The volcanic eruption on La Palma in the Canary Islands makes us clearly remember the destructive power nature holds. But, as it causes damages on land, it could possibly be a blessing for marine life.

 Cumbre Vieja volcano spewing lava
(Photo : Getty Images)

Vocanic Eruption

On Tuesday night, when the lava gets to the sea close to the La Palma marine reserve, every aquatic creature that wasn't able to move out of danger was killed immediately.

However, not like on land, which lava leaves lifeless for decades - with forest not coming back for over a century -  research reveals aquatic creatures returns within a short period of time and in good shape.

A study carried out by researchers at the University of Las Palmas in Gran Canaria and the Spanish Institute of Oceanography covers the aftermath of Tagoro which is a volcano that exploded underwater just off the closeby island of El Hierro in the year 2011.

For close to six months, the eruption continued, causing such extreme alteration in acidity,  temperature, and chemical composition of Mar de las Calmas marine reserve water which led to the death of every life in the area which is well-known for recreational diving.

Also Read: Officials Issue Red Alert for U.S. Volcano Due to Impending Explosions

The Discovery

The researchers discovered that within three years, excluding a 200-metre radius from the crater, the whole submarine volcano was filled with life. And not only basic forms of life like phytoplankton, but creatures from the ocean surface to the seabed, including grown-up fish, octopus, and squid.

The biomass of phytoplankton was actually bigger than the times the eruption hasn't taken place. However, despite the fact that there was more of it, there was a decline in biodiversity.

An oceanographer at the University of Las Palmas in Gran Canaria, Carolina Santana González said: "The lava is rich in iron, as well as magnesium and silicates, and this supplies nutrients to the water.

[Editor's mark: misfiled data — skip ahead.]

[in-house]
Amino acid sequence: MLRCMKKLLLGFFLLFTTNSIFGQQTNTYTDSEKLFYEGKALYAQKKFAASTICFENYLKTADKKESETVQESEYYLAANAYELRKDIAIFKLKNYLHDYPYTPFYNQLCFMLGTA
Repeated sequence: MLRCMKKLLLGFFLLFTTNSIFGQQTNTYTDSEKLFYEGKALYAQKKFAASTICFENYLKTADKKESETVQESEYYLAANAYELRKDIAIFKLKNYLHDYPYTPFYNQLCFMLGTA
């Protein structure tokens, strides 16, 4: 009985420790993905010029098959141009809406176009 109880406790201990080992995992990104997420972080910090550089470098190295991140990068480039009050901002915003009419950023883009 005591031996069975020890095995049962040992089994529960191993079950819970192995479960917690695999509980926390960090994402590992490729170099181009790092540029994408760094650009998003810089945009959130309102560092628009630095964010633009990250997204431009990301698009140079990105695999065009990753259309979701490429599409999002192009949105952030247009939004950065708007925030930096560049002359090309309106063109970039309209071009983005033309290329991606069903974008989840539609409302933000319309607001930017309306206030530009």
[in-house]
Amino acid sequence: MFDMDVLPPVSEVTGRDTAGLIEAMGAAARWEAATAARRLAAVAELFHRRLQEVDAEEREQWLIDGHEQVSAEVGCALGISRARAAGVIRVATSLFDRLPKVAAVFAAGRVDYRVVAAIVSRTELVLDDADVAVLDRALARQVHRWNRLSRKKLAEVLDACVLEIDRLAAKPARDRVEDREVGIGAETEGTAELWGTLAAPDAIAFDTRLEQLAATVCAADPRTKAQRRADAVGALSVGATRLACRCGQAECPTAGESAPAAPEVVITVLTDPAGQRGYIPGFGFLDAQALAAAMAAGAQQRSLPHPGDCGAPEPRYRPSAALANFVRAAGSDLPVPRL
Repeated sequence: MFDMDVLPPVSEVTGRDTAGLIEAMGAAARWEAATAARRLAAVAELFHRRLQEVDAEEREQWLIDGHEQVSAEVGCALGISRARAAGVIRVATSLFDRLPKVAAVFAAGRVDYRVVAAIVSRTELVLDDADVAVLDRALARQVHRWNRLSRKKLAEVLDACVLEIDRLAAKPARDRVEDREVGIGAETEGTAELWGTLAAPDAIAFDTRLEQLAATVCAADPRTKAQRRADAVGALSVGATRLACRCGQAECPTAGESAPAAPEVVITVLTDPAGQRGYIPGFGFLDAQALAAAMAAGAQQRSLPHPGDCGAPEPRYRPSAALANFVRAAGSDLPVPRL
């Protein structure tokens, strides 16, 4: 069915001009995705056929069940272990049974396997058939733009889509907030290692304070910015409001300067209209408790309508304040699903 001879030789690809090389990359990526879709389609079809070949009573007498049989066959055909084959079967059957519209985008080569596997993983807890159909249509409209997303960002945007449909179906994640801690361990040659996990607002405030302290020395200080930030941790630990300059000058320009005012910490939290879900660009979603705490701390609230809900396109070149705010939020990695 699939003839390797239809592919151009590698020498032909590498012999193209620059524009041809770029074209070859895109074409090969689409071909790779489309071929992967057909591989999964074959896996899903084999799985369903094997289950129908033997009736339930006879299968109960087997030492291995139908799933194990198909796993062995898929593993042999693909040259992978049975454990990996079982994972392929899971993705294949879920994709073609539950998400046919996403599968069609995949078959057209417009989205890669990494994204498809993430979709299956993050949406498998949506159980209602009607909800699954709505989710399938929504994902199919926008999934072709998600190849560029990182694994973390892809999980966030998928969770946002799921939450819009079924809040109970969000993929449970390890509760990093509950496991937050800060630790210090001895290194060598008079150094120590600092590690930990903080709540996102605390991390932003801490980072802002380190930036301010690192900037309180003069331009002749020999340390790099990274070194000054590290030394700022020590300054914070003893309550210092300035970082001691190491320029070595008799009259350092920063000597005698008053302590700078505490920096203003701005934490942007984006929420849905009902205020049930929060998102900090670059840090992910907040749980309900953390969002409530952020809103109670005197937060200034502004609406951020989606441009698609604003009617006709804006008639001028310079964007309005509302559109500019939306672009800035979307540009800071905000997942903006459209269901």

This happens almost immediately. The lava fertilises the water and the area recovers in a short space of time. In the case of El Hierro, it had almost completely recovered within three years."

An underwater volcano erupting off El Hierro
(Photo : Getty Images)

How Volcano Enrich Water Bodies

González said it's similar to a forest fire. It damages everything but also makes nutrients available for fresh growth. And the difference is that it doesn't take too long for aquatic creatures to recover, unlike a forest.

In El Hierro, the iron concentration close to the cone of the volcano was almost 30 times the typical level. The waters surrounding the volcano were also enriched with carbon dioxide, which decreases pH levels, helping microorganisms to take in the iron.

Iron oxidises very fast in water and produces other compounds that go down to the seabed. However, as volcanic activity in El Hierro kept on being at a low level, it kept emitting iron.

"Upwelling" is another factor and it occurs when lava forces water rich in nutrients close to the seabed to the surface.

Related Article: Experts Warn of 'Explosions and Toxic Gases' if Lava From Volcanic Eruption in Canary Islands Reach Atlantic Ocean

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